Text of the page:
Cooking can be a highly unattractive pastime for the busy and recipe challenged. Staple meat and potato dinners are done to death. The fridge becomes a graveyard of spoiled leftovers thrown out. Grocery bills ring up with few grocery bags to show for it, and trying to balance a healthy diet goes out the drive-through window.
Karen Kay of Harvest Cuisine Whole Foods Cooking School has found a solution with the launch of the Healthy Eating Cooking Club, starting June 4, and every Sunday thereafter, from 10 a.m. to 1 p.m. and 3 to 6 p.m.
Each class, participants will cook a full-week’s worth of breakfasts, lunches and dinners – and all within three hours. Participants work collectively, cooking approximately nine different recipes in bulk. The meals are then portioned to take home for the week – some prepped for the frying pan, others ready-to-go from the fridge and some just need to be taken out of the freezer and heated.
Kay takes care of the grocery shopping, preps foods beforehand and wields a kitchen with every gadget a recipe would ever require.
Vegan recipes run the gamut of cooking styles, including everything from Indian to Cajun.
The over-used saltshaker is benched. In Kay’s Moroccan lentil soup the potato and spinach-laden broth is given zest with lemon juice and warming cumin. Her coleslaw spins the traditional mayo-base with homemade pesto, green onions fresh from her garden, red cabbage and cranberry beans. Her recipes are all about I-would-have-never-thought-of-that moments, combined with nutrition smarts, local/seasonal products and a full tummy to get you through your day.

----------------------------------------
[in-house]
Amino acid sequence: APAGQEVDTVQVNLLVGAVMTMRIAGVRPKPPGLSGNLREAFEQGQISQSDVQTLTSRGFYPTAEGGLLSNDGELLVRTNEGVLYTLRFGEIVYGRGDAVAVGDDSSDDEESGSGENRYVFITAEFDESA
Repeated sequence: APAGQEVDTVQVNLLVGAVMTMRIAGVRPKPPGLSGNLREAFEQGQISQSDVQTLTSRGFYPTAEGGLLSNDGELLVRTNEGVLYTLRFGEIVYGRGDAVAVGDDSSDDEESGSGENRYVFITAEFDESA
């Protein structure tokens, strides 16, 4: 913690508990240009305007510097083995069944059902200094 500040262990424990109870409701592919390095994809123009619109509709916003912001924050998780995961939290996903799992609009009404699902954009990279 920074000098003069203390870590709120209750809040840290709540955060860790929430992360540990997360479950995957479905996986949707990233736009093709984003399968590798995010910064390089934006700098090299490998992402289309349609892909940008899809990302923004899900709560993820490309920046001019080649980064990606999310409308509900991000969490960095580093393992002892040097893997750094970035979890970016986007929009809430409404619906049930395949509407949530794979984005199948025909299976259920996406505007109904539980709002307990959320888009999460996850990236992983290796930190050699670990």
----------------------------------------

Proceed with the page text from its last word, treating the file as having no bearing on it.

To my surprise, a yummy lunch of wheatberry taboulleh, cranberry bean coleslaw and Moroccan soup fueled me right to dinner, while at the same time incurred no wrath on my waistline. Who knew tasty could be so healthy and low fat?
Kay will break out of the kidney and garbanzo bean regiment and introduce palates to the wide world of beans and grains. Over the month-long-class option, participants will learn how to use 30 different beans, peas and lentils as well as 15 different grains, seasonal vegetables and fruit, nuts, seeds and sea vegetables. Packaged and processed foods are left behind.
Recipes can be easily adapted to carnivore tastes with the addition of meat.
Along with cooking, Kay will also break down the nutritional value of her clever concoctions, including a liver-cleansing coleslaw.
The idea for the cooking club sprouted from Kay’s background as an executive chef, certified nutritionist, catering company owner and facilitator of a Whistler Community Services community kitchen program that caters to people struggling with finances.
As a result, her Cooking Club recipes also keep grocery bills down by teaching participants how to use dried beans and grains. She also buys in bulk for the classes to keep food costs down.
Classes are limited to six people, so register early. The fee includes copies of all the recipes prepared. Food costs are additional. People pay according to how many portions they would like.
The first four-class series begins June 4 and costs $250. Drop ins are also available at $70 a class.
To register or for more information, call Karen Kay at 604-932-3262.